It’s a decade since ice-skating coach Amanda Hembrow-Jones launched her synchronized skating academy in Sheffield.
The former international skater was keen to involve others in the sport she had enjoyed as a youngster in Solihull, and her passion soon spread.
“I did a taster session in Sheffield and on that first week we had over 60 turn up. Within seven weeks our first team was competing, and we’ve built up and up from there,” she explained.
“I’ve always loved synchronised skating since my coach first wanted to try it out 25 years ago, and it is quite under-represented as a sport. It needs more exposure and work is ongoing to have it included as an Olympic sport, potentially at the next Games.
“It gives youngsters so many life skills, from team working and communication, to coping with travelling and competing, and building lifelong friendships.
“Here in Sheffield we are a close-knit community with a family spirit.”
Members were immersed in a four-week fundraising frenzy this month, in a bid to gain major grant help as they took part in the very first South Yorkshire Charity Sports Challenge.
The Academy was selected to take part by Hallam FM’s Cash for Kids charity, in partnership with the Sheffield & Hallamshire County FA and SIV.
Nine other local groups competed for investment similarly.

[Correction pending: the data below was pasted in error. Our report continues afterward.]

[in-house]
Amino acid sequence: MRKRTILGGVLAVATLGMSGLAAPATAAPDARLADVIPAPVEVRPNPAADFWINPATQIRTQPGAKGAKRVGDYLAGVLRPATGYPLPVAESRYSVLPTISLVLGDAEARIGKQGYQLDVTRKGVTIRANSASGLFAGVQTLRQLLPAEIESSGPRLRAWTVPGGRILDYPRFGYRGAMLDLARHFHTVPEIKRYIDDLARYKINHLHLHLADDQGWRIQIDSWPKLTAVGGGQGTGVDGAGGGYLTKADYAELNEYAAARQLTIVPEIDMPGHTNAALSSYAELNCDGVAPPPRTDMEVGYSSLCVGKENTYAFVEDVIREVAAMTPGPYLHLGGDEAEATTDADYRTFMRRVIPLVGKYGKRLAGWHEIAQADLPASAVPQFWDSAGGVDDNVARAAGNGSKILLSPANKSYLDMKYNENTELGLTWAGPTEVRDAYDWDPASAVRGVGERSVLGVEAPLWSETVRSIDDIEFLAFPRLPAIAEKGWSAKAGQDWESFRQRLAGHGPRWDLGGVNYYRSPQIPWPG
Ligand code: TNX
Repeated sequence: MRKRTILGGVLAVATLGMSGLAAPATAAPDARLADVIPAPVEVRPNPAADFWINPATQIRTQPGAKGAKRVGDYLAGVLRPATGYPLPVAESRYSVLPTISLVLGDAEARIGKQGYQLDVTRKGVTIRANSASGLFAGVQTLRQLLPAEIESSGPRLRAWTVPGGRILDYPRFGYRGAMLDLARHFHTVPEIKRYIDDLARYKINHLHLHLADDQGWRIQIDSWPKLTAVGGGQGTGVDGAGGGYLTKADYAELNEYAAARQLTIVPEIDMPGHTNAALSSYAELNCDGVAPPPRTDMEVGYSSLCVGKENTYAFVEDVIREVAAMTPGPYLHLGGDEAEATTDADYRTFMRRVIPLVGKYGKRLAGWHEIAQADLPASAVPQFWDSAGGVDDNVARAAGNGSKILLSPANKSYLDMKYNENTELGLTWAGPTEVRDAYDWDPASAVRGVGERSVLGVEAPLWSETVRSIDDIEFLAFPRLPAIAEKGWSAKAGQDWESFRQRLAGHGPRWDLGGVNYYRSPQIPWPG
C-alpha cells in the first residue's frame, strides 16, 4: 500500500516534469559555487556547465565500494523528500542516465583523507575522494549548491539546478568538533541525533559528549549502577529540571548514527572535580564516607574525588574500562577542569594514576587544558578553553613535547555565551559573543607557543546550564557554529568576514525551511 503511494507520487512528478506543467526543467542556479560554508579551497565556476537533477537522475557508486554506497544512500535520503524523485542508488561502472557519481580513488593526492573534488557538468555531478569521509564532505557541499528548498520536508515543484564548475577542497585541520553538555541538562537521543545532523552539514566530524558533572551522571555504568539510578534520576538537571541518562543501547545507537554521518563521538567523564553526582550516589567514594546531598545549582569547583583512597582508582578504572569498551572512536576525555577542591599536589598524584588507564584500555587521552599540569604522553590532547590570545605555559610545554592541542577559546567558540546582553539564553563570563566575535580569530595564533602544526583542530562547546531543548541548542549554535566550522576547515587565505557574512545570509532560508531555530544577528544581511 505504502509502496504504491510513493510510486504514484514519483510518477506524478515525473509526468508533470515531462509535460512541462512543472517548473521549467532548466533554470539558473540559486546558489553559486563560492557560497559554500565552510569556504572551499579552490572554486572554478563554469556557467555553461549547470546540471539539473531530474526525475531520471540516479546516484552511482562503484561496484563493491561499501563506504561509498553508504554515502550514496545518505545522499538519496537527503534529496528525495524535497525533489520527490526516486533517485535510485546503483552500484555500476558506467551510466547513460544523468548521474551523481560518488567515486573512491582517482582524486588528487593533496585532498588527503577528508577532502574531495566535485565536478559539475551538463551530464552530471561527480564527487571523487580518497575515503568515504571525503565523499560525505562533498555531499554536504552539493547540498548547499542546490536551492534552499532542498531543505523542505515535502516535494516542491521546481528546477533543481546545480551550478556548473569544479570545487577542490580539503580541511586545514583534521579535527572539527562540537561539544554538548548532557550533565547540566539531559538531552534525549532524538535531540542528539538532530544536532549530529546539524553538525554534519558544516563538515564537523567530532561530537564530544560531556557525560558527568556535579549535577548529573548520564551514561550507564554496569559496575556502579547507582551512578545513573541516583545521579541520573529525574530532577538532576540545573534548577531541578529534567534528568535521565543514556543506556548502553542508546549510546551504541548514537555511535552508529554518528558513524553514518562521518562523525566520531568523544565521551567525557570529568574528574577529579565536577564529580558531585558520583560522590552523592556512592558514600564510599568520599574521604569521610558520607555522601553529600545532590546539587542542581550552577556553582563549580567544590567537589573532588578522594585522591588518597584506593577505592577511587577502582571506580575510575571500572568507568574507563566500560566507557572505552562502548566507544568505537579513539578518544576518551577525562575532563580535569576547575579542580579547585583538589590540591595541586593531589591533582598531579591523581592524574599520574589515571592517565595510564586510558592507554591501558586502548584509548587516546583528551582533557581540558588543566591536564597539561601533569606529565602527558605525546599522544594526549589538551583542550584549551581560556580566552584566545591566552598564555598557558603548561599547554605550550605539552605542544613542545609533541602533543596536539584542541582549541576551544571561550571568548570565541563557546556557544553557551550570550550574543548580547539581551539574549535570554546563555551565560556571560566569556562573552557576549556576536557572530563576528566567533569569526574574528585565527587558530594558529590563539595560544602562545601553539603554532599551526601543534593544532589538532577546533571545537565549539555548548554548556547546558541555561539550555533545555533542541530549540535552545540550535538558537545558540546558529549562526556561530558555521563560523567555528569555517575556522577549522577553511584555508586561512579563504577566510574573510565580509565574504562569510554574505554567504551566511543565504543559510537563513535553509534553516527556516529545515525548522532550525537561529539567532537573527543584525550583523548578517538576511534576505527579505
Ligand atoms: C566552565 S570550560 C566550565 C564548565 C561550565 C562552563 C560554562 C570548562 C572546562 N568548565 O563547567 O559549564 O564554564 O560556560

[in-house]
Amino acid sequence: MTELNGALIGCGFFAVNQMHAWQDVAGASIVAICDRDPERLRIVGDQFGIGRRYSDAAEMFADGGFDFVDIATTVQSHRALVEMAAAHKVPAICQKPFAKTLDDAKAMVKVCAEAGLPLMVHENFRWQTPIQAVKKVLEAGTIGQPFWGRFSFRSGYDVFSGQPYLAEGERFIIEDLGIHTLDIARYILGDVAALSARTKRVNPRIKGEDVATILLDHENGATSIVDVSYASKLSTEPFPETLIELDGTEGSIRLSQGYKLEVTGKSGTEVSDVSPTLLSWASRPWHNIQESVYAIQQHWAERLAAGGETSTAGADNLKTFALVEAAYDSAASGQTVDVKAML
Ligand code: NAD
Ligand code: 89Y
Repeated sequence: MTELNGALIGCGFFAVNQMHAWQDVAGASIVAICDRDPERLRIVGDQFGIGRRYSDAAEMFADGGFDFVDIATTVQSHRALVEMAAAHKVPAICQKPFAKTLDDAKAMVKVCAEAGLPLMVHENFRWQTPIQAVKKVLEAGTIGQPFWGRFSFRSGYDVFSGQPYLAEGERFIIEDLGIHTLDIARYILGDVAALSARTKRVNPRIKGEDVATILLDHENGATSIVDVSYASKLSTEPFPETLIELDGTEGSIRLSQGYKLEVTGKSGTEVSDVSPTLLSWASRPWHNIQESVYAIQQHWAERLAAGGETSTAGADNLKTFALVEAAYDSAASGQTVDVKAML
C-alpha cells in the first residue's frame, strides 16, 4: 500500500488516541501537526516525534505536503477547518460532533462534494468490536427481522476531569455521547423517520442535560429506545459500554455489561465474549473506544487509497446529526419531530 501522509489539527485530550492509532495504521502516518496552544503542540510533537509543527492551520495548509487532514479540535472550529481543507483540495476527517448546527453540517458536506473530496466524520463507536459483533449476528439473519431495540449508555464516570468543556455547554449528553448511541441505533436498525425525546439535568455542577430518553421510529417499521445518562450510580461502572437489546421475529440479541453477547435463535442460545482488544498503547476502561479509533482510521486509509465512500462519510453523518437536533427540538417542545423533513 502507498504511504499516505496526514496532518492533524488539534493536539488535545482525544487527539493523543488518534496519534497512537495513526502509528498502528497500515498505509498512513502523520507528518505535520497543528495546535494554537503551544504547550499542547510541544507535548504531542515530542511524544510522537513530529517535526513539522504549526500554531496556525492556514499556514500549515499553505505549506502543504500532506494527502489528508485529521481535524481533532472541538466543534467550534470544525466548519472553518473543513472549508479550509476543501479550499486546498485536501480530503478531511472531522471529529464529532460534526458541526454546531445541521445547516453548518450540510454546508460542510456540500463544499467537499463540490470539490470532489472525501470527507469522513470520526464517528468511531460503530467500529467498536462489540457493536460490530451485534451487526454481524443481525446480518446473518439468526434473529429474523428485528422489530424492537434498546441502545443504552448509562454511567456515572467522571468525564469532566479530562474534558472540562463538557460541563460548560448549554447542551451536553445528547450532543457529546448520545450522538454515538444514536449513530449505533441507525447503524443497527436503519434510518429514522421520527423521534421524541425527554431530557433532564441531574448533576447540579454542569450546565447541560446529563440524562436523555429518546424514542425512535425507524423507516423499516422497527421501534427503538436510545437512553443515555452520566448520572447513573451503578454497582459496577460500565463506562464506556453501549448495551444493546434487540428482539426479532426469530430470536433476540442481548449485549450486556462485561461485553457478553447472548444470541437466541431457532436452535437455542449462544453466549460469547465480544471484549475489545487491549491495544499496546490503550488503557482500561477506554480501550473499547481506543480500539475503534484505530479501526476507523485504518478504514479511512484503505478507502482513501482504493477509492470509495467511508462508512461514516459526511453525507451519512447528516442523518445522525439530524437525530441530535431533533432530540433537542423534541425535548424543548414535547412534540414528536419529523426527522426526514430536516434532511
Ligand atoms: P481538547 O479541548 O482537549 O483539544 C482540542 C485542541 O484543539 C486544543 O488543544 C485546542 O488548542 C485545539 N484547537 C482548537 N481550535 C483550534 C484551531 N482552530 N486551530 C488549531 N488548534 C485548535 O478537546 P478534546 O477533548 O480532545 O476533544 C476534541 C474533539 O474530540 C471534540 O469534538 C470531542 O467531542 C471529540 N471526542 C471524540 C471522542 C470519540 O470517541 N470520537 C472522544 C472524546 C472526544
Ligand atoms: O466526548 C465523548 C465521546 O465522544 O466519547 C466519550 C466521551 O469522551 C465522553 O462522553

Each club had time from the launch of the World Cup on June 14 until the day of the final on July 15 to raise as much money as possible, with each group to get its fundraising matched to the value of £2,500.
A further £2,500 was awarded to the group that raises the most money across the competition. The SSSA learned this week that they achieved third place, having raised a whopping £14,000. They also received a special £500 prize for the quality of their social media campaign.
Resulting funds will support sick and disadvantaged children, and the Academy will be able to better invest in itself too.
“We fundraised previously to buy matching kit with coats and bags for the teams, but they are getting a bit dog-eared and need replacing,” said Amanda.
“There are quite a few single parent families within our club and we do like to keep subs at a reasonable level. Some of the older girls we have would like to learn to coach and carry on the work we do, but that can all be quite expensive, so we would like to give a bit back in response to their commitment to the club, and allow them to do this.
“We also need to reach out more to the communities around Sheffield to let people know we are here.
“We’re hoping everyone in the local community will continue to get behind our efforts, so please follow us on social media to stay updated!”
She continued: “Our members range from age six to 56, and many have trained as adults.
“Basic skills only are needed to start in synchronised skating. We attract many skaters who lack confidence, as being on the ice with others can build this along with their ability.”
Follow the SSSA on social media at: Facebook (Sheffield Synchronized Skating Academy), Twitter (@SheffSynchro) and Instagram (Sheffield_synchro_GB).